Broadway beyond the musicals
Broadway may not be all the way back from Sept. 11, but you'd never know it from the crowds packing Times Square last weekend. My new tip for visitors: Never try to roll your luggage ("It's a beautiful day, let's walk to the hotel!") through the heart of the Big Apple's entertainment district.
In general, about 75 percent of Broadway audiences attend musicals, with the Big 3 "The Producers," "The Lion King," and "Mamma Mia!" sold out for weeks to come.
We decided to counter-program and sample some straight plays, none of them smash hits but each with multiple Tony nominations.
A revival of "Noises Off" stars Broadway favorites Patti Lupone, Peter Gallagher, and Faith Prince, whose considerable singing talents aren't required here but whose exquisite sense of comic timing is. The action whizzes along in a story that alternates between the backstage and onstage shenanigans of an acting troupe on the road in Britain. It's an aerobic workout for actors, a confection for audiences.
The series of ancient myths told in "Metamorphoses" is played in a shallow swimming pool and along its sides, suggesting, perhaps, that human lives are as fluid and ever-changing as water. The tales are humorous and tragic, somber and playful, and always life-affirming. "We are all the children of God," it concludes. The wet staging works: It's innovative and provocative.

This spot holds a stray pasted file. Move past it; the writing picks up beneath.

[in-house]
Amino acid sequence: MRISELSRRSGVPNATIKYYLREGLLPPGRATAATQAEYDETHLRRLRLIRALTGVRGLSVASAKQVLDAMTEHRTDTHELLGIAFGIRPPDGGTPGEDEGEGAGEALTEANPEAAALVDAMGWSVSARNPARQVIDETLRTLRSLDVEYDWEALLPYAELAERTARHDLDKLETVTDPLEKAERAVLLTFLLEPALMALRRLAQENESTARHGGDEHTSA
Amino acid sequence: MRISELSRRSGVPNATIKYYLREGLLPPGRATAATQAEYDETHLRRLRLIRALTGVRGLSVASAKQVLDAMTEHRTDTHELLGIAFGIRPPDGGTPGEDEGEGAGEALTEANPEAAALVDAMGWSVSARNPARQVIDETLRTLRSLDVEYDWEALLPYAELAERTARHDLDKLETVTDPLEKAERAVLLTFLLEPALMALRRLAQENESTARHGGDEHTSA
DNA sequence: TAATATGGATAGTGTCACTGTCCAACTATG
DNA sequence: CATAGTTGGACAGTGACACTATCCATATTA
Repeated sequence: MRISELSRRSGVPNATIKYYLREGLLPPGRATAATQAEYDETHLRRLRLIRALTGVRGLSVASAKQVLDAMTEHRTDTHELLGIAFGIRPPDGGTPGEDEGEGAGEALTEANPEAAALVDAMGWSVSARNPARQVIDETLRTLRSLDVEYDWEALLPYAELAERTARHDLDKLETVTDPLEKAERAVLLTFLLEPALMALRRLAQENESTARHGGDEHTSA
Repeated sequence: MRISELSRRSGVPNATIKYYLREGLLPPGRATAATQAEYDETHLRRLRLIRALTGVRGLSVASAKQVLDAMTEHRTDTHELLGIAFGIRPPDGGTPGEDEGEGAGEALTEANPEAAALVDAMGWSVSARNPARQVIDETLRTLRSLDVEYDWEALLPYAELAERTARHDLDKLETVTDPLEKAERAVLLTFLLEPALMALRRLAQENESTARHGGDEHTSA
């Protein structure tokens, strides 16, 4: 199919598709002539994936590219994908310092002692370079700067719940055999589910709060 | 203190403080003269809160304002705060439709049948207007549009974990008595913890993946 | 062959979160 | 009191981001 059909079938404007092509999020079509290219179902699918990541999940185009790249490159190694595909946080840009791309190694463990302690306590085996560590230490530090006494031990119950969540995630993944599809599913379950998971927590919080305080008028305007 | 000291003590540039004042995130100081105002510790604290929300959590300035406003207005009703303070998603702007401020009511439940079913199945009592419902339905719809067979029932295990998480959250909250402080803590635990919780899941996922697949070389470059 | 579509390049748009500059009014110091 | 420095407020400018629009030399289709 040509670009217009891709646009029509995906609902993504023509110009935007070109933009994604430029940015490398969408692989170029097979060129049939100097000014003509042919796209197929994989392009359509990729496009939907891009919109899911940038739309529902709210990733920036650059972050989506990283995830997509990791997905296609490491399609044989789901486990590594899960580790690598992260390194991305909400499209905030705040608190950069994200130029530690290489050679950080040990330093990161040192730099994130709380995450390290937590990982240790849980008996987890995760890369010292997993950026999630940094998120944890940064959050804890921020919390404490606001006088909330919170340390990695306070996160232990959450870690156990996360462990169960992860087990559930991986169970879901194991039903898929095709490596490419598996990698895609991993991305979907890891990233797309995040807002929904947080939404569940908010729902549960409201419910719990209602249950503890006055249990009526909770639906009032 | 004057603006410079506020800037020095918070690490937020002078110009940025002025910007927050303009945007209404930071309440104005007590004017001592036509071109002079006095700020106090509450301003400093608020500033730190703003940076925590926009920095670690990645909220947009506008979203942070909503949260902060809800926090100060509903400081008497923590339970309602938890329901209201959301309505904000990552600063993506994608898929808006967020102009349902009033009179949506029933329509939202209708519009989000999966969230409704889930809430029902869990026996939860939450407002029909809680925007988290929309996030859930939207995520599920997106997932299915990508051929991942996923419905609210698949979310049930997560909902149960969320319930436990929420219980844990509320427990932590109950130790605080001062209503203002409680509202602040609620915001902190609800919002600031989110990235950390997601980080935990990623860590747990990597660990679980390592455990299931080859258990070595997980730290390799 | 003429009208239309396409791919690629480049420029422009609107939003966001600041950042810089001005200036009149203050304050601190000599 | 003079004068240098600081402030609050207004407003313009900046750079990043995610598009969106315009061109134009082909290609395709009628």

"Fortune's Fool" will satisfy those whose tastes run toward more traditional drama. In a moving performance, Alan Bates brings to life a penniless but noble 19th-century Russian aristocrat tormented by a sadistic neighbor (deliciously played by Frank Langella). It's a bittersweet story that liberally stirs the heart.
For more about Broadway shows this week, see pages 18 and 19.